Gawande argues that the McAllen experience reflects what the system allows, while the El Paso experience, like the  experience at some of America’s highest quality facilities — Mayo Clinic, Intermountain in Utah — demonstrates that not all physicians are inclined to behave the same way despite the existing incentives in place to push higher volume (including defensive medicine to protect against malpractice claims).

Gawande wrote another article on an experimental program in Camden, New Jersey, another very poor community, to target the highest cost Medicaid patients and to provide them with care managers to try to address some of the chronic conditions that were causing people to repeatedly wind up in the emergency room.

The Mayo model of collaborative care and the care manager approach in Camden are examples of  what can develop if different models of care are encouraged. Storefront medicine (the Walgreens clinics), medical clinics in offices, online communication with doctors, corporate incentive programs for healthy living, and new comprehensive blood tests that are more accurate, less painful, and at much lower cost are all now available or will be available soon. New approaches to malpractice adjudication could cut the volume of defensive medicine.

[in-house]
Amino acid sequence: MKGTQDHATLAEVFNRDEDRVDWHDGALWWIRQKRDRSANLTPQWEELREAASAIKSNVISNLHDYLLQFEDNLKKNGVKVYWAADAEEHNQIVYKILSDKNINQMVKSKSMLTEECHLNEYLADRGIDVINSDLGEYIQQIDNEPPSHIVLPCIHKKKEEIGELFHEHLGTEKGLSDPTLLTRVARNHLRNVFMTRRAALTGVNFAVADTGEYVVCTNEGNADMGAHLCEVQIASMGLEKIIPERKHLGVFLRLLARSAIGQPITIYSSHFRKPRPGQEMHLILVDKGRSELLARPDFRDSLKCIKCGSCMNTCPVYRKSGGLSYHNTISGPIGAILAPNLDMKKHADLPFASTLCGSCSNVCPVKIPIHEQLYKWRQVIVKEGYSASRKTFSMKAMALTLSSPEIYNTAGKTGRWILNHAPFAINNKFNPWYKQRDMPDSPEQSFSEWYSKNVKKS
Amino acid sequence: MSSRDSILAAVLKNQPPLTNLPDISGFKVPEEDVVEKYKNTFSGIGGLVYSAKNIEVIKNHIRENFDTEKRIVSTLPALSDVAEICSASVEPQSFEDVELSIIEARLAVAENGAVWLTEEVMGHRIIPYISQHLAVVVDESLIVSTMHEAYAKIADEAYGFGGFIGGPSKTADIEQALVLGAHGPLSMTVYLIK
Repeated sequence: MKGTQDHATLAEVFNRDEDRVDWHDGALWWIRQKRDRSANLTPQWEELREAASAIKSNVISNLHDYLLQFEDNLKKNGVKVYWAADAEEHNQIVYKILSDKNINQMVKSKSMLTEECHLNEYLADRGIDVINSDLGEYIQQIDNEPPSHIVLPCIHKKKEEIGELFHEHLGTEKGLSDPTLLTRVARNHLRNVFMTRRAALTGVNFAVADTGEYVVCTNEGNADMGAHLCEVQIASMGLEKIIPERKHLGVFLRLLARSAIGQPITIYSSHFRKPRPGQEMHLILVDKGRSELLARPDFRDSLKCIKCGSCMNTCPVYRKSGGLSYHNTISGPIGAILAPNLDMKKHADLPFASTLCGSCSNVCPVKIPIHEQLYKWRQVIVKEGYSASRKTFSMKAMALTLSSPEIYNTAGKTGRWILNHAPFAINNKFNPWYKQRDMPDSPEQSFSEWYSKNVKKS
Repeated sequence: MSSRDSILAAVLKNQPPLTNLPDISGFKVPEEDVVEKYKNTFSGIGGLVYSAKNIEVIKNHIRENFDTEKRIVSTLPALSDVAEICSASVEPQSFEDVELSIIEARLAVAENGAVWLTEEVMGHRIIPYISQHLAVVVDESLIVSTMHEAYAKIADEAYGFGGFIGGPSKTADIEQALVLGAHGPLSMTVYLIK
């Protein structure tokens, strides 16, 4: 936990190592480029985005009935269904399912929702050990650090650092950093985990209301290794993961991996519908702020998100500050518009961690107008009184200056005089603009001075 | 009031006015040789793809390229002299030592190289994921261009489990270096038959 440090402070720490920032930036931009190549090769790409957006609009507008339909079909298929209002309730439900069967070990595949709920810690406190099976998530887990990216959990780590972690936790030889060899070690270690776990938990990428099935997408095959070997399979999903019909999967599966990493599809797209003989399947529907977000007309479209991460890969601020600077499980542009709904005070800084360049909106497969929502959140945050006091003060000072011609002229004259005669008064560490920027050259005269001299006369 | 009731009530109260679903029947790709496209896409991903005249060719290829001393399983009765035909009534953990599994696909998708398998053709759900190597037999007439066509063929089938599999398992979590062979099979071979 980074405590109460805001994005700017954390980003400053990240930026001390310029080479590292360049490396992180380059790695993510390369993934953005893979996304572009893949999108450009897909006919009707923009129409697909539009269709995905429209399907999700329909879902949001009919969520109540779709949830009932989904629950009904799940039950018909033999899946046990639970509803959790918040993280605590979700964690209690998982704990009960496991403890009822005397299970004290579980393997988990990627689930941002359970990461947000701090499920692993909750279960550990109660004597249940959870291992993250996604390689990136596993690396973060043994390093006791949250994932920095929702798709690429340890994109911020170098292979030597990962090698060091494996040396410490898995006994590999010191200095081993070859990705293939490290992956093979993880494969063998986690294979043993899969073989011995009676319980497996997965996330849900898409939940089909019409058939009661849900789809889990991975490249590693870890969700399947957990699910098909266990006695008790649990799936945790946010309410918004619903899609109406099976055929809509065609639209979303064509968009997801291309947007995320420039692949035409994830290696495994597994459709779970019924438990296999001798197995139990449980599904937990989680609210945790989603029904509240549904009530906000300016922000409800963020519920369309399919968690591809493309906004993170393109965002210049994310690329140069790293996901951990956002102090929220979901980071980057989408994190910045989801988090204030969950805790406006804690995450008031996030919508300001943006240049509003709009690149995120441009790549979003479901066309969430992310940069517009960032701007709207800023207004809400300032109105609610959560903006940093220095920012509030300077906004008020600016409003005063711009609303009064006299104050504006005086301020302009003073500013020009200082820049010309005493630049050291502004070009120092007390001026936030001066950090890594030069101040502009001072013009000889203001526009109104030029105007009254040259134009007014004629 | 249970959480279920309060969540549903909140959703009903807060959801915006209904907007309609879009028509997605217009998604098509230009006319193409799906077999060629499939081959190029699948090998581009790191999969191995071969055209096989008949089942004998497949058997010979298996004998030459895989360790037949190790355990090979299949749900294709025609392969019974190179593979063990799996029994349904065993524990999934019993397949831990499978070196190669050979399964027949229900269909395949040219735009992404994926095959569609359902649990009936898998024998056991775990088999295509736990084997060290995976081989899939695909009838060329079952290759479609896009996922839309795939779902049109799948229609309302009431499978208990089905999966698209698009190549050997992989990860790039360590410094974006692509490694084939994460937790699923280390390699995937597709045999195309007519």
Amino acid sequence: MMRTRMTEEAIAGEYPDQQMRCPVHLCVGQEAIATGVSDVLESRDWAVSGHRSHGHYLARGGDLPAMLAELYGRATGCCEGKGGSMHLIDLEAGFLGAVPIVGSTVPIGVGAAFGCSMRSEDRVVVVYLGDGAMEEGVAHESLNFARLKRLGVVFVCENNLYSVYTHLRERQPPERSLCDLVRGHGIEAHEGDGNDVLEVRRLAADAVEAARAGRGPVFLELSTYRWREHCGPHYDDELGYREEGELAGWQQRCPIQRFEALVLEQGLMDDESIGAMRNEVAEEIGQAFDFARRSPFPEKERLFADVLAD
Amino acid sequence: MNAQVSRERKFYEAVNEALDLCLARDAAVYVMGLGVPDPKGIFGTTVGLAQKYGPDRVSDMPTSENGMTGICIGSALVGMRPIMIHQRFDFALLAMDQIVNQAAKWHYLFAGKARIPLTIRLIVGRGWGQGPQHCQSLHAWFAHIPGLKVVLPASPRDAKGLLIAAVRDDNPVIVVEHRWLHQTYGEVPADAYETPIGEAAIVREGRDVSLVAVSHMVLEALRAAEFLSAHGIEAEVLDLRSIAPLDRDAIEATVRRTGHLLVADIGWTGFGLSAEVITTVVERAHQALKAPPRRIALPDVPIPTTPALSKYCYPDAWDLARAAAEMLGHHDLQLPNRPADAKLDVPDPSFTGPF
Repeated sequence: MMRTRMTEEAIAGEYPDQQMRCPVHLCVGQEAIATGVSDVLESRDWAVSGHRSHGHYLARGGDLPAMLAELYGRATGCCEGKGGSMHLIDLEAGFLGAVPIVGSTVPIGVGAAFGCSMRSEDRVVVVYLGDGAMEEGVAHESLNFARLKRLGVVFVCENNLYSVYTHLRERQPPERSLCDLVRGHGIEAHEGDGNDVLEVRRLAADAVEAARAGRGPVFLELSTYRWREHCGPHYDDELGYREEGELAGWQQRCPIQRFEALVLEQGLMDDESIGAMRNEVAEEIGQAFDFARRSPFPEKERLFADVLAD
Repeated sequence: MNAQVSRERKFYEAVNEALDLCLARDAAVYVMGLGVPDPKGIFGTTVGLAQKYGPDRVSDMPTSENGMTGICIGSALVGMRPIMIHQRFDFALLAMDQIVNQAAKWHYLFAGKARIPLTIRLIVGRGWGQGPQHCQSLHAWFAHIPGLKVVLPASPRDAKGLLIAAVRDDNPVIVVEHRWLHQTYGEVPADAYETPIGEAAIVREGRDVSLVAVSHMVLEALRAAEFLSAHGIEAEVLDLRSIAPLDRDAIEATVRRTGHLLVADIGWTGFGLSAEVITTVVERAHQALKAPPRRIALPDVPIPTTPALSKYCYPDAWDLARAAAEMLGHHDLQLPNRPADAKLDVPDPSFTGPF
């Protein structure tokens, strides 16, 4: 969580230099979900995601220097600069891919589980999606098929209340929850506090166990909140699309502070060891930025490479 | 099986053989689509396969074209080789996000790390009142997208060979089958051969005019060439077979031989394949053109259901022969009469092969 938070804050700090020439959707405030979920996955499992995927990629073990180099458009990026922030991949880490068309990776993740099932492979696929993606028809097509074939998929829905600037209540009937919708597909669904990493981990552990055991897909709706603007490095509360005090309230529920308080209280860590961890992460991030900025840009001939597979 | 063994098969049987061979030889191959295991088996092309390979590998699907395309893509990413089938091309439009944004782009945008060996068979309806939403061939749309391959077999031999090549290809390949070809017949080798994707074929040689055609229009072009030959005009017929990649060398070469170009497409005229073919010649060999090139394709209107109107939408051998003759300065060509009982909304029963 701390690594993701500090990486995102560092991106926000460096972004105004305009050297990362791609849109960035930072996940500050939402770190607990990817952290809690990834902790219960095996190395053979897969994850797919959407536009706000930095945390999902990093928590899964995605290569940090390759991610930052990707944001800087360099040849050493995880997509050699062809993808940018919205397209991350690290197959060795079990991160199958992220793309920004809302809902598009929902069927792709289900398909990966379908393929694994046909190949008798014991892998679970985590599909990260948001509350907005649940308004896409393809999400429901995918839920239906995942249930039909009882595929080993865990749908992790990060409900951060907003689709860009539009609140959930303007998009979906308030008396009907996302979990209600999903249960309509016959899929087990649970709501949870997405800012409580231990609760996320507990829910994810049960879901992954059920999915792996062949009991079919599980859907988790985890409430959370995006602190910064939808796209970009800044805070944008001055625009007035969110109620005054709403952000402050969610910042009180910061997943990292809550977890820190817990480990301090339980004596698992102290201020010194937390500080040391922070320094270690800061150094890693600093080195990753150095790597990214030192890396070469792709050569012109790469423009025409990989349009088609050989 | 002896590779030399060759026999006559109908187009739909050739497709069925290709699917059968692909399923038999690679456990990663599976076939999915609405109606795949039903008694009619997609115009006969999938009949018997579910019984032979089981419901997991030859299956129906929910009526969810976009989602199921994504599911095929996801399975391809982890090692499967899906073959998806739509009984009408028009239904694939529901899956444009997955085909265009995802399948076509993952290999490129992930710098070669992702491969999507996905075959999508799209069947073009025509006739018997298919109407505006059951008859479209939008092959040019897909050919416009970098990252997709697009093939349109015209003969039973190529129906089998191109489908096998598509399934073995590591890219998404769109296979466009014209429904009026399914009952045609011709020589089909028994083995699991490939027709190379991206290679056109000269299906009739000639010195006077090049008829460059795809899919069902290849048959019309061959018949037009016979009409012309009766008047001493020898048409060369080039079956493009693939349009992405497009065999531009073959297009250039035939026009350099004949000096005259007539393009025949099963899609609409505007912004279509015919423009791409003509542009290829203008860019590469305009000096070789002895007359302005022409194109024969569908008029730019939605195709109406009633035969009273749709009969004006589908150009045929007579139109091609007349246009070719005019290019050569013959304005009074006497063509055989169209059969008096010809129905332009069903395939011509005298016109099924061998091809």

The American medical system is no more immune to entrepreneurial innovation than any other industry, and if costs are going to come down significantly before all the baby boomers start Medicare coverage, mere tinkering with the models in place will not provide the answer.

Unfortunately, the approach favored by the central planners in Washington when they designed the new reform effort was to create more of a straitjacket, one-size-fits-all approach. They wanted health insurance to be universal, and comprehensive, and in essence a prepaid benefit model of insurance. In the auto, home, and casualty insurance markets, the buyer insures for risks he does not expect to incur in a given year. This model of insurance, more of a catastrophic model, was rejected by the Obamacare designers. They were not interested in seeing individuals and companies assume greater responsibility for their health care costs, or for real competition in the types of care models that were in the marketplace.